After 50 years of flying, Qantas’ last remaining Boeing 747 passenger jet departed Australia for the final time on Wednesday and left a special message for everyone in the sky — a drawing of the airline’s iconic kangaroo logo.The flight path of Flight QF7474 traced the logo in the sky after it took off from Sydney Airport for the US, where the jumbo jet will be retired, Qantas, Australia’s biggest airline, said in a statement on Wednesday.”This aircraft was well ahead of its time and extremely capable,” said Qantas Group CEO Alan Joyce in a statement. “Engineers and cabin crew loved working on them and pilots loved flying them. So did passengers. They have carved out a very special place in aviation history and I know they’ll be greatly missed by a lot of people, including me.”
The 747 is being replaced by more fuel-efficient aircraft with better range, like the 787 Dreamliner and the Airbus A350, according to Joyce. While the fleet was set to be retired this year, Qantas said the pandemic decimated travel globally, which moved up the retirement by six months. The travel industry has taken a huge hit as countries have gone on lockdown and limited traveling to curb the spread of Covid-19. Earlier this month, British Airways retired its fleet of 747s four years ahead of schedule because of the pandemic.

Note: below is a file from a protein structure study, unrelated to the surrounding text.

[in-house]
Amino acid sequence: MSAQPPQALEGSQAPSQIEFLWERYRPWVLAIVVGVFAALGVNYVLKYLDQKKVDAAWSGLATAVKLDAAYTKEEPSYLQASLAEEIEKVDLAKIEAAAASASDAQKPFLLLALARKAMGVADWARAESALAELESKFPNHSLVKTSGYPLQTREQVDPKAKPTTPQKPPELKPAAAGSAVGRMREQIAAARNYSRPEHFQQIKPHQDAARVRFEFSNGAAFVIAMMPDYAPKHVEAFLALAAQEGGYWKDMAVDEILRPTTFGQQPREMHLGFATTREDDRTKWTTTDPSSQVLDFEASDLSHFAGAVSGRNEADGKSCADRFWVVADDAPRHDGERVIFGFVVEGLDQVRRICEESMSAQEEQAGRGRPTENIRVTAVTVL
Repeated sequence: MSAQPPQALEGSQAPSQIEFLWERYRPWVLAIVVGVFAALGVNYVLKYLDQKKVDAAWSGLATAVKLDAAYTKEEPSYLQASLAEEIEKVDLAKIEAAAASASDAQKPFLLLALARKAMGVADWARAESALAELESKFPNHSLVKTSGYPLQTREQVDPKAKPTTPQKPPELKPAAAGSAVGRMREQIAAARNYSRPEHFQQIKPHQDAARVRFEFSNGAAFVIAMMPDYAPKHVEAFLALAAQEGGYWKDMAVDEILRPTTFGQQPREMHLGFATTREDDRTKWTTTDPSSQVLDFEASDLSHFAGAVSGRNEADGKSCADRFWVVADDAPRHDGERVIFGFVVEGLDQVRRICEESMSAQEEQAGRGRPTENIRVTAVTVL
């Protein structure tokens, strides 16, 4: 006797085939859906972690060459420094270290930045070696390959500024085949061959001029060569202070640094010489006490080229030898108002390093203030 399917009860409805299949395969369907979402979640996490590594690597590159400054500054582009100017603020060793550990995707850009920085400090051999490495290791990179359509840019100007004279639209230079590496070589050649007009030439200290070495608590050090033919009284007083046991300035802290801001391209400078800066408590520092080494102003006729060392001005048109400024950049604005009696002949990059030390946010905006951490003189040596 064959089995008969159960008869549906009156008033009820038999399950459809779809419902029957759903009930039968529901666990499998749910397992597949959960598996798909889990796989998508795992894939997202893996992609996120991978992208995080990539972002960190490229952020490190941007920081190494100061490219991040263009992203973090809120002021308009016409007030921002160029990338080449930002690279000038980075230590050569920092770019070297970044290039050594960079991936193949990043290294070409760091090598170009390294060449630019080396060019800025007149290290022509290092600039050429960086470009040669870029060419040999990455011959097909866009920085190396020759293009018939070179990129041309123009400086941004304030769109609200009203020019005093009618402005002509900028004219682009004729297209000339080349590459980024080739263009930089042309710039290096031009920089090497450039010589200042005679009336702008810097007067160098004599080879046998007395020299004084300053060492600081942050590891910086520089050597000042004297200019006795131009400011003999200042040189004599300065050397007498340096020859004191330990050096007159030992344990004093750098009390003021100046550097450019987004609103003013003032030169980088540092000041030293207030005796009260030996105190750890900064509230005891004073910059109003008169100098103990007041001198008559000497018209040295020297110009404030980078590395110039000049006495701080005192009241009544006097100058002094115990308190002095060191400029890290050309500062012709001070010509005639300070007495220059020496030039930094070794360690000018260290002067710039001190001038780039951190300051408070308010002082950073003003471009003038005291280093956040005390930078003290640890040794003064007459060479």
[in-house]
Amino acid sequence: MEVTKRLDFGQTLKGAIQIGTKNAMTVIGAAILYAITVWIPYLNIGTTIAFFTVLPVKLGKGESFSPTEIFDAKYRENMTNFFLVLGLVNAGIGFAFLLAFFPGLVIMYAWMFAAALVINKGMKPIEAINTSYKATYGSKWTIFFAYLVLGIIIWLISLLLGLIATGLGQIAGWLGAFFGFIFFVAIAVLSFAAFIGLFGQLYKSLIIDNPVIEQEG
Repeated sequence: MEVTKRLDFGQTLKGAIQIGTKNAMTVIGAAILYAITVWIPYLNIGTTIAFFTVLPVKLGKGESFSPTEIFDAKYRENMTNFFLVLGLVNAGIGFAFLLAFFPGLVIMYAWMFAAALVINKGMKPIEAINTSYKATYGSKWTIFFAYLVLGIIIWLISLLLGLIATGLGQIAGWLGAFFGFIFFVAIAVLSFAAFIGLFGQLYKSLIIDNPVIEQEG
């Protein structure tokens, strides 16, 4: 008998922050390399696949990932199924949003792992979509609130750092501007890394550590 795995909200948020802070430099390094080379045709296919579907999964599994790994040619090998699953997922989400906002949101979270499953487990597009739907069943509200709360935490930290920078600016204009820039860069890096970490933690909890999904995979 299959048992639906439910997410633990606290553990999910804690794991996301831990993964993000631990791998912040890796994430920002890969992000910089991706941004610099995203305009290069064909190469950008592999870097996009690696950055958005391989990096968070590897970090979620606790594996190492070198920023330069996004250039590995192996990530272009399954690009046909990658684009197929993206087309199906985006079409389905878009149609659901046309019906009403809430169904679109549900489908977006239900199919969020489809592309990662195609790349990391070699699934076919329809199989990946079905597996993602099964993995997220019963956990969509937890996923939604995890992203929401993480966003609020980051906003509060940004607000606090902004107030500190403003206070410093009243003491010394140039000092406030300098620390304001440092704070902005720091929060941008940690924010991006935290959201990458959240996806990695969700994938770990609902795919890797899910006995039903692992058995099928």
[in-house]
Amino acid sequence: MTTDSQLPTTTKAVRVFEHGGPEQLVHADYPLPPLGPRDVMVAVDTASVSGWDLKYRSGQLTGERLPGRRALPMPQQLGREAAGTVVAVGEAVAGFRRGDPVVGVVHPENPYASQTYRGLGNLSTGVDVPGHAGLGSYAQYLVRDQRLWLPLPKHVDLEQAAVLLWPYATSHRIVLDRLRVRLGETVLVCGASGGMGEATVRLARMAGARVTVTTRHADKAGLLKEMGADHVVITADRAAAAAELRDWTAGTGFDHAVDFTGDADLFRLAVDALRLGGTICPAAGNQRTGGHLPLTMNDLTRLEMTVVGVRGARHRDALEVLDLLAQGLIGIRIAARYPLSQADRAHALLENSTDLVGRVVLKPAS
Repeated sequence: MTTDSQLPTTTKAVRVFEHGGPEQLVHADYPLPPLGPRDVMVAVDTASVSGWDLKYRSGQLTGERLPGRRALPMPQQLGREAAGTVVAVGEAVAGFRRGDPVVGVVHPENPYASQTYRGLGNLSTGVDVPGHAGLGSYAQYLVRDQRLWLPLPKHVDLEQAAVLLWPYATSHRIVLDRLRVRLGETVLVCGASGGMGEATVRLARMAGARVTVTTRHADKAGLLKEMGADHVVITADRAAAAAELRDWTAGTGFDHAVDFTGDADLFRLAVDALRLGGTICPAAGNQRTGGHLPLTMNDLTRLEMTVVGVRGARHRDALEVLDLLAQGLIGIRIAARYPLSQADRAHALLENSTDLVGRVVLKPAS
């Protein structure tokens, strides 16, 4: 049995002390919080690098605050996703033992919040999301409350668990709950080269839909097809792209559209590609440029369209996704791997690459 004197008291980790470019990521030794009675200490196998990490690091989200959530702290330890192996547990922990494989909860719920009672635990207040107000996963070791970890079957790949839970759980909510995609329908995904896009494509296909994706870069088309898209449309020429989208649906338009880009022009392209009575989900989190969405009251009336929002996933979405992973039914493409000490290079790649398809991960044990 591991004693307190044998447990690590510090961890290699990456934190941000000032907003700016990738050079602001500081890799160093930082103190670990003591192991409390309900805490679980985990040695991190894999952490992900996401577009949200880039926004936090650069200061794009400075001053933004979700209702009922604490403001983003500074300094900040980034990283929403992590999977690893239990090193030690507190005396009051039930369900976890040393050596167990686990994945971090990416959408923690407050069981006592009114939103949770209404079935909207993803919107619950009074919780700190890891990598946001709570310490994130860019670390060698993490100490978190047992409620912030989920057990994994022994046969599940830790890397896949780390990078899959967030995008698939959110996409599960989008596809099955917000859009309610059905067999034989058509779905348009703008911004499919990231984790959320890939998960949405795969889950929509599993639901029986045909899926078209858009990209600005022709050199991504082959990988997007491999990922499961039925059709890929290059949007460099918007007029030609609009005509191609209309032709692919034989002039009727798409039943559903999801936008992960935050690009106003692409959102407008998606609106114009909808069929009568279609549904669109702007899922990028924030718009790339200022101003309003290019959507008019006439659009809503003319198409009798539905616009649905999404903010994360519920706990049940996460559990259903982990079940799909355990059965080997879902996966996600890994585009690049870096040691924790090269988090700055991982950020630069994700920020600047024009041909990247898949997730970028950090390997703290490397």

People gathered at Sydney Airport to bid farewell to the plane, which received a water salute before departure. The plane was loaded with cargo bound for Los Angeles before the aircraft goes into storage at a boneyard in the Mojave Desert, according to the Qantas press release.Joyce said it is hard to overstate the impact the 747 had for a country like Australia. The aircraft’s size helped lower airfares for a nation that is far away as Australia.The 747 “put international travel within reach of the average Australian and people jumped at the opportunity,” Joyce said.The flight was commanded by Capt. Sharelle Quinn, the airline’s first female captain.”I have flown this aircraft for 36 years and it has been an absolute privilege,” Quinn said in the press release.
Quinn said 747s have carried more than 250 million passengers for Qantas, including a number of rescue missions for Qantas over the past 50 years. The plane brought home a record 674 passengers out of Darwin following Cyclone Tracy in 1974 and flew medical supplies in and tourists home from the Maldives and Sri Lanka following the massive tsunami in December 2004.Most recently, it was used in February to bring hundreds of stranded Australians home from Wuhan, China, where the novel coronavirus pandemic began. Qantas took delivery of its first 747 in August 1971, the same year the first McDonalds opened in Australia, according to the airline.”It has been a wonderful part of our history, a truly ground-breaking aircraft and while we are sad to see our last one go, it’s time to hand over to the next generation of aircraft that are a lot more efficient,” Quinn said.Before heading out over the Pacific Ocean, Qantas said that the flight was scheduled to flyby Sydney Harbor and the HARS Museum where it will dip the wings in a final farewell to Qantas’ first 747-400, which is on display there.